The wolves are snarling today, so I set the table slowly.
He says, you’re so beautiful, but one wolf
won’t let me believe, & I won’t let the other close enough
to lick the good china. You’ve heard this myth.
One dark, one light, live inside. Feed one
& it survives. When will we learn
what we starve always becomes claw
& teeth & snarl? When we see our own ribs, we begin
to mash & gnaw. It is easier to believe,
to break (& break into) what is seen.
So, I close my eyes & set the table. He says,
you’re so beautiful today, but one wolf is sacrificing
the other on the altar of our expectations.
Here is a severed paw, red against turquoise fiesta ware.
Here is an eyetooth, ivory parsley. Here, one blue eye, one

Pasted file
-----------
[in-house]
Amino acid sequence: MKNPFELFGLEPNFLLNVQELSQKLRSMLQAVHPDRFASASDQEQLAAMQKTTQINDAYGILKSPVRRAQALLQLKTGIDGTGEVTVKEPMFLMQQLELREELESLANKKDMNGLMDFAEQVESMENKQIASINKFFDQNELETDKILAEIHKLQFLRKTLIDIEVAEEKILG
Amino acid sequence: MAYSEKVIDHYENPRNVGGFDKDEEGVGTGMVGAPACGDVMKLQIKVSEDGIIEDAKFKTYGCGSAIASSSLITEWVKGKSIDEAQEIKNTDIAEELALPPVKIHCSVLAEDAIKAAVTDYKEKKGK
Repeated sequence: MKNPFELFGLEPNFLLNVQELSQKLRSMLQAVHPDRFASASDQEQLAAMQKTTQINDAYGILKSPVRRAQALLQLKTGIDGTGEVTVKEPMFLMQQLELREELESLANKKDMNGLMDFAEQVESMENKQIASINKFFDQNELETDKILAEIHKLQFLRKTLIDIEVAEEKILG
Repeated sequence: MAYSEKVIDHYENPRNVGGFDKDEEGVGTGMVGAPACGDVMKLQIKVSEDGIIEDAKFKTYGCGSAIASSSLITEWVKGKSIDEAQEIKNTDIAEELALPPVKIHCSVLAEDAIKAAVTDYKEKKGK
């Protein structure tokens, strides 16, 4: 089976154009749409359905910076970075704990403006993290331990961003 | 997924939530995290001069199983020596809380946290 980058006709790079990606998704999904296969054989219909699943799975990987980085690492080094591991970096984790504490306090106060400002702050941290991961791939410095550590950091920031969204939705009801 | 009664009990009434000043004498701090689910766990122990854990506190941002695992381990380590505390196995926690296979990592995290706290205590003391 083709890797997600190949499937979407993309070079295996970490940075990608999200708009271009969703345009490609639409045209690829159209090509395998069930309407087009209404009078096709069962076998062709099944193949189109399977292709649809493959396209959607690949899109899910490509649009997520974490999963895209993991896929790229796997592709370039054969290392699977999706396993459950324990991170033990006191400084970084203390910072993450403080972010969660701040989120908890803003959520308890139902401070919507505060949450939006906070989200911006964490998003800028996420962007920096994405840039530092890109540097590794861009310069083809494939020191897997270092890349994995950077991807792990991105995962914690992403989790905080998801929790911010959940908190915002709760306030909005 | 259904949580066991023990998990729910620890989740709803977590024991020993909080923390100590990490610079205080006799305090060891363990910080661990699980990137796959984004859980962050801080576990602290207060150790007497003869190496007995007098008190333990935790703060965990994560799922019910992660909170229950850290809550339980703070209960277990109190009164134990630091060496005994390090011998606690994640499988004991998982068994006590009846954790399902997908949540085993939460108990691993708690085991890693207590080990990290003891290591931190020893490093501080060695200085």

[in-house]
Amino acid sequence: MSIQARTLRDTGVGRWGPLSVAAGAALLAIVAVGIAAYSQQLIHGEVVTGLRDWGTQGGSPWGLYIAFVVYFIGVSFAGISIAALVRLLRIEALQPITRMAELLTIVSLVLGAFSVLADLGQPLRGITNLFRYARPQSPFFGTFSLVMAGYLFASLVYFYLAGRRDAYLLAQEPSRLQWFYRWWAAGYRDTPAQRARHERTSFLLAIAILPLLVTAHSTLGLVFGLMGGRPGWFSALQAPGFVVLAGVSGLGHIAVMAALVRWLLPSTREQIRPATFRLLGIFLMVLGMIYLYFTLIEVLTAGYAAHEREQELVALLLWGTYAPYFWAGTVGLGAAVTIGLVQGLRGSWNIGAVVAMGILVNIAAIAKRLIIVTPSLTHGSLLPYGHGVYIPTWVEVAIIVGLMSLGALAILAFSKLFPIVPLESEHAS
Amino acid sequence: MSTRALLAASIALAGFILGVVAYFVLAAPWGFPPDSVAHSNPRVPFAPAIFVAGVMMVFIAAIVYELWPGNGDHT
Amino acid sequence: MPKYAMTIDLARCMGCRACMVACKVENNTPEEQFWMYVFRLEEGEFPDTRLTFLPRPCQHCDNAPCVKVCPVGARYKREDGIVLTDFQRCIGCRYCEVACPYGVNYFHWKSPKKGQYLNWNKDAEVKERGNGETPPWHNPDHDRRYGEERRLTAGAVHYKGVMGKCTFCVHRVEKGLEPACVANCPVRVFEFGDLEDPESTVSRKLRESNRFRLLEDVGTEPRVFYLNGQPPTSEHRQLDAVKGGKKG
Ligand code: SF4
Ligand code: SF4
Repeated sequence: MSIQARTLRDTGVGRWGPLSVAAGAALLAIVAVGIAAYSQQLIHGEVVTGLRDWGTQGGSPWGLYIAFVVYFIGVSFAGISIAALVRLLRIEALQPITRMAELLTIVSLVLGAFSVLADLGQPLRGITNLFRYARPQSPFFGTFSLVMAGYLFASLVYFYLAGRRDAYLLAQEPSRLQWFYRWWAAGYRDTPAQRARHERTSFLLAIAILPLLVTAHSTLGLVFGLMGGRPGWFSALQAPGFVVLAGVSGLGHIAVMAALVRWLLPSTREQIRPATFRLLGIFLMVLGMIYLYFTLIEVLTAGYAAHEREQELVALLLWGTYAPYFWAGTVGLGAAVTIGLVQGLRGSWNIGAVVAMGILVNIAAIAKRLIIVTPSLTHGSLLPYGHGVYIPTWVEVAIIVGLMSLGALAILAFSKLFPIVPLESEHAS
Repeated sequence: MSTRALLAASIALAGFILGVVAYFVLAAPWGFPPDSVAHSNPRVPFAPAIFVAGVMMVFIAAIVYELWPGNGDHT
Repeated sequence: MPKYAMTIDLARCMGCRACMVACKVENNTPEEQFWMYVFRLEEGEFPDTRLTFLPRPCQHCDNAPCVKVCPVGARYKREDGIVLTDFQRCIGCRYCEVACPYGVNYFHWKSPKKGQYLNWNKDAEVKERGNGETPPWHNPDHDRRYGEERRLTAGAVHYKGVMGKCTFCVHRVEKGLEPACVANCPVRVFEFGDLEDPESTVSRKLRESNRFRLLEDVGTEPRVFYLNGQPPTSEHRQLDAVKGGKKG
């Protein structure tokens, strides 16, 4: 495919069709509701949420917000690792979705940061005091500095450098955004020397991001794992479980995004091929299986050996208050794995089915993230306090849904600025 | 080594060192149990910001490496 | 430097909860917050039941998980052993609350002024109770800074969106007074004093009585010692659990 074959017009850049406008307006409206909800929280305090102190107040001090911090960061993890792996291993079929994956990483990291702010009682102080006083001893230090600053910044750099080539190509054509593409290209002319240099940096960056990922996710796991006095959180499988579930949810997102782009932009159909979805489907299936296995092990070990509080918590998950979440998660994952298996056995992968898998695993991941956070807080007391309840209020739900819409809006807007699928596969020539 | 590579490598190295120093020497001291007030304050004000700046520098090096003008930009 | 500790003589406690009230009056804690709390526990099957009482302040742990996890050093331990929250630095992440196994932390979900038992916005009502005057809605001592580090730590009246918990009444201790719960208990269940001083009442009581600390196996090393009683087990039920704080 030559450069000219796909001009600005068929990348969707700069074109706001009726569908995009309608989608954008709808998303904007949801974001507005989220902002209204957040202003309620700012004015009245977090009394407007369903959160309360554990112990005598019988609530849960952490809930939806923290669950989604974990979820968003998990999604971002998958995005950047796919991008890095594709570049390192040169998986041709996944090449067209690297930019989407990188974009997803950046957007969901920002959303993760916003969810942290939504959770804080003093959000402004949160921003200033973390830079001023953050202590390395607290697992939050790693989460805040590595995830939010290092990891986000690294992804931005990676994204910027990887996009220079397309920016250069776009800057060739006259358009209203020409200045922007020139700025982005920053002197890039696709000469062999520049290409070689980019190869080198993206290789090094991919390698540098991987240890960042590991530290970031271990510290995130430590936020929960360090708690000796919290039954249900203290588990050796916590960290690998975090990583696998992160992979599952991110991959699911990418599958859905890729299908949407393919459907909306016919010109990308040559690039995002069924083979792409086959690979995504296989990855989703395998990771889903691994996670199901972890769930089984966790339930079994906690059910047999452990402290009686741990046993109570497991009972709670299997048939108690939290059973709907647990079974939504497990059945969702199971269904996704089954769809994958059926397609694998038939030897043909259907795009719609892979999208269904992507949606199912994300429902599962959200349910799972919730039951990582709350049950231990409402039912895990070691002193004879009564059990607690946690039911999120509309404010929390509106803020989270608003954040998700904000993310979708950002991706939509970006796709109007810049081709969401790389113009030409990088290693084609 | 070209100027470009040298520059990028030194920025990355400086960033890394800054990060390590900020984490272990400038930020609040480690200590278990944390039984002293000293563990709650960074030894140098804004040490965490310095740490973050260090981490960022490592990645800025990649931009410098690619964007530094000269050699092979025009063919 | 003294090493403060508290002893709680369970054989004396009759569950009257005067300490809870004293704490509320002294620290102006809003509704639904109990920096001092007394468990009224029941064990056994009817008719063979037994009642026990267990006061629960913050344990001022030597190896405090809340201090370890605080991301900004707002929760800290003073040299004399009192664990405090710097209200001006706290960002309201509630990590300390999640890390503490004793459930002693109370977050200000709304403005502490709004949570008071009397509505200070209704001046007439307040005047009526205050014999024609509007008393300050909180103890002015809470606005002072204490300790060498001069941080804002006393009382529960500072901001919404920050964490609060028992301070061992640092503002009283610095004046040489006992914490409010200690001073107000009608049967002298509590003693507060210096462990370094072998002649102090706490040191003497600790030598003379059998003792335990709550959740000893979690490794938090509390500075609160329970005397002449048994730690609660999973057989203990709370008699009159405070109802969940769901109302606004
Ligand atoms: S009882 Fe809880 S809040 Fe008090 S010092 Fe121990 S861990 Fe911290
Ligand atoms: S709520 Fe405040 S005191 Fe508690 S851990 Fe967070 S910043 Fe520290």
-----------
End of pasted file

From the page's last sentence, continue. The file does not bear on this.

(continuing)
brown. A carafe to wash it down. When will
we remember the myth says if we feed both wolves right—
generosity & selfishness, humility & pride—
we all win? So, today, I set the table slowly,
soothe hands over smooth wood grain, one fork
for each plate. Leave the chairs pulled back, forgiving.
I know those high school girls called my arms & legs retarded
because, like me, they were afraid of their own bodies.
He says, you’re so beautiful. Fancy dress & made-up
I might believe, but not make-up free. One wolf says
he only wants sex. One says attraction is beyond bone deep.
Starve one, or guide both—you get to choose.
They say beauty is symmetry. I set the table slowly today,
the wolves are snarling.